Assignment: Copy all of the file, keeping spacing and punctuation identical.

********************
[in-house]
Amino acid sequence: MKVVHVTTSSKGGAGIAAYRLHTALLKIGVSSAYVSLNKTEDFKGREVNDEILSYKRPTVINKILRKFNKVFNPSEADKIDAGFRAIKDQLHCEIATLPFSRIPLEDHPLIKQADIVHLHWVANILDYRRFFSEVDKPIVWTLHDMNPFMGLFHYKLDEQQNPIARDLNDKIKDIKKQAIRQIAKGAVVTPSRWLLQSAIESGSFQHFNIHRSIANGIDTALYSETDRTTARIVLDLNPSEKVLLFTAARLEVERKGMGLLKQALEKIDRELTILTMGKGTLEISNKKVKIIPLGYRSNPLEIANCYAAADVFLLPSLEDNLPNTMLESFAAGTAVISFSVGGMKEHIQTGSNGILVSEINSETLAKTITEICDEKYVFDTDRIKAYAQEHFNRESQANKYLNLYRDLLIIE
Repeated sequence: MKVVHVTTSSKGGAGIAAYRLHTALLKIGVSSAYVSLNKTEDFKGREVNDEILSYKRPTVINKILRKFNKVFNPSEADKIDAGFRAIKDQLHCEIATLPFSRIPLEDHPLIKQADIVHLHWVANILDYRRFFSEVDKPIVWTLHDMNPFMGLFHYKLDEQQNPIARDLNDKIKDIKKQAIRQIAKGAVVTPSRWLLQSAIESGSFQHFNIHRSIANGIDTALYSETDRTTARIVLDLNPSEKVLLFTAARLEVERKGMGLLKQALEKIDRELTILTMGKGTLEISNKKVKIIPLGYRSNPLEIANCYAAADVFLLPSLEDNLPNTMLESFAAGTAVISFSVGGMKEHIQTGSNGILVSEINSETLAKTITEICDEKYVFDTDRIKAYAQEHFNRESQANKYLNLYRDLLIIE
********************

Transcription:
[in-house]
Amino acid sequence: MKVVHVTTSSKGGAGIAAYRLHTALLKIGVSSAYVSLNKTEDFKGREVNDEILSYKRPTVINKILRKFNKVFNPSEADKIDAGFRAIKDQLHCEIATLPFSRIPLEDHPLIKQADIVHLHWVANILDYRRFFSEVDKPIVWTLHDMNPFMGLFHYKLDEQQNPIARDLNDKIKDIKKQAIRQIAKGAVVTPSRWLLQSAIESGSFQHFNIHRSIANGIDTALYSETDRTTARIVLDLNPSEKVLLFTAARLEVERKGMGLLKQALEKIDRELTILTMGKGTLEISNKKVKIIPLGYRSNPLEIANCYAAADVFLLPSLEDNLPNTMLESFAAGTAVISFSVGGMKEHIQTGSNGILVSEINSETLAKTITEICDEKYVFDTDRIKAYAQEHFNRESQANKYLNLYRDLLIIE
Repeated sequence: MKVVHVTTSSKGGAGIAAYRLHTALLKIGVSSAYVSLNKTEDFKGREVNDEILSYKRPTVINKILRKFNKVFNPSEADKIDAGFRAIKDQLHCEIATLPFSRIPLEDHPLIKQADIVHLHWVANILDYRRFFSEVDKPIVWTLHDMNPFMGLFHYKLDEQQNPIARDLNDKIKDIKKQAIRQIAKGAVVTPSRWLLQSAIESGSFQHFNIHRSIANGIDTALYSETDRTTARIVLDLNPSEKVLLFTAARLEVERKGMGLLKQALEKIDRELTILTMGKGTLEISNKKVKIIPLGYRSNPLEIANCYAAADVFLLPSLEDNLPNTMLESFAAGTAVISFSVGGMKEHIQTGSNGILVSEINSETLAKTITEICDEKYVFDTDRIKAYAQEHFNRESQANKYLNLYRDLLIIE